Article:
10. What is beside the point is not the sense of grievance nor is it the economic situation in the UK because "Budgetary considerations are no justification for objective discrimination" - EJC Judge Advocate General Juliane Kokott and confirmed in the UK Supreme Court rulinig in respect of the upheld pension claim by part time judges to be treated equally with their full time colleagues.

11. Yes, the UK government can stop paying pensions overseas. Even if withdrawal from the EU was on the cards there are several agreements that would have to be scrapped which probably wouldn't go down too well wıth the lıkes of the USA. Wıth the DWP expressing concern at the number of UK ex-pat pensioners returning to the UK, around 2,500 a year and citing the frozen pension policy as the major factor and the fact, too, as shown by the DWP on EDM 767 that the savings to the UK economy are in excess of £2,800 per pensioner per year I think we can safely dismiss that argument.

12. The pension is not a benefıt as was confirmed by former Pensions Miınister, Steve Webb, on 28th October 2014 and who rightly pointed out that it was an earned entitlement, not a welfare payment..

13. The SRP has always been a PAYGO system - the current working generation funding the previous, and now pensioner, generation; nothing new, it has been thus since 1946.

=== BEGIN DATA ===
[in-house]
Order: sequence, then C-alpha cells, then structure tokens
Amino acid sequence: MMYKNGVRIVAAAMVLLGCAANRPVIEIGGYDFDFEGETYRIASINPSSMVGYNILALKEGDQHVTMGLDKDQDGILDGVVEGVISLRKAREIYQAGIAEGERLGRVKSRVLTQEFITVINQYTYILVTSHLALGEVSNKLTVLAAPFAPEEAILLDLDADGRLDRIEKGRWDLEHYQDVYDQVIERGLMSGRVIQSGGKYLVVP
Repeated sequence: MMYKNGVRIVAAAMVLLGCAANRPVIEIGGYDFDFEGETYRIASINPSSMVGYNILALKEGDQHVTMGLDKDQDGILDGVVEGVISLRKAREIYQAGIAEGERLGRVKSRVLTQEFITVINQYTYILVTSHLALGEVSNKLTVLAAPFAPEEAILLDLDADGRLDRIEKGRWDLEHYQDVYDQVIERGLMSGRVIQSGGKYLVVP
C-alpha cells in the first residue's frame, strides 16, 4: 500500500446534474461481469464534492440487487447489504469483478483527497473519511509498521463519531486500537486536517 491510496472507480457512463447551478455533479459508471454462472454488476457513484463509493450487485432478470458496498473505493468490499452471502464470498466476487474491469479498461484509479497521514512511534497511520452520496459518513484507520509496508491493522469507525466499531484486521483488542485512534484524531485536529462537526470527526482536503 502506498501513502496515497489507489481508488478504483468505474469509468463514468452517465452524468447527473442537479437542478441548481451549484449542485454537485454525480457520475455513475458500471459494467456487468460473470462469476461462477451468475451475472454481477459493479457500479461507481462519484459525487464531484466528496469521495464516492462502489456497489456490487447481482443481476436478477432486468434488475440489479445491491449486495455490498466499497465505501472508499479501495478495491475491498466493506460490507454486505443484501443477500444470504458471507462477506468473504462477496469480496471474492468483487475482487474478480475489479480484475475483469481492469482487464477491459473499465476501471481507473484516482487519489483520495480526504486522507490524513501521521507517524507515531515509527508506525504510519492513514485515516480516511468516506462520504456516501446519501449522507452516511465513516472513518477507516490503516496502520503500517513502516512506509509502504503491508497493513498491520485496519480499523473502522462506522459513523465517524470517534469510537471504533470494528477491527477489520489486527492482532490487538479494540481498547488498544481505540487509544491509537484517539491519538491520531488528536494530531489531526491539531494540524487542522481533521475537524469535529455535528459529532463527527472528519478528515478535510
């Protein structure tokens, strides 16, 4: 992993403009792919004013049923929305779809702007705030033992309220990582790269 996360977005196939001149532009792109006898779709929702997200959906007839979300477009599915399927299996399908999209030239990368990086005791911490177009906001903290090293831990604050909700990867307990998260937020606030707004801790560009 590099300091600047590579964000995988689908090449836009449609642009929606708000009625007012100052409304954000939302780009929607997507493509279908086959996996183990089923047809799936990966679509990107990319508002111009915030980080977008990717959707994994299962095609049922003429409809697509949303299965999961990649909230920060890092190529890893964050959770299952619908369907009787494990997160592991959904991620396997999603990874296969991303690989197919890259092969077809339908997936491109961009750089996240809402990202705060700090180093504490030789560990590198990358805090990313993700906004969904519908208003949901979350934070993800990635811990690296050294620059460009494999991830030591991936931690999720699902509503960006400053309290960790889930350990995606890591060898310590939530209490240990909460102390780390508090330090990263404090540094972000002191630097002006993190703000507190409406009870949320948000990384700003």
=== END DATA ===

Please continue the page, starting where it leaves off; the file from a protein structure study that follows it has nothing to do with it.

14. I will not speak for George Morley but simply say that whether one knew about freezing or not before emigrating is irrelevant to the argument that the frozen pension policy is unfaır, unjust and does not treat people equally should be abolıshed.

Hope this gives you a better understanding of the issue but as, you say, perhaps it is better to end here.


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Dec 05, 2015 at 16:01

Slight correction to my previous comment. The DWP assess the net savings to the UK economy by retirees emigrating to be £3,800 per pensioner per year and not £2,800. Sorry for any confusion.

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George Morley

Dec 05, 2015 at 16:40


Oh dear, oh dear, oh dear.

And yes we do and will continue to press the case of the Frozen Pensioner.

You obviously have a total misunderstanding of many aspects of it and hopefully will benefit from your new found truths that RobtheFox has kindly inked in.

You are now better informed if dealing with a customer who raises this issue.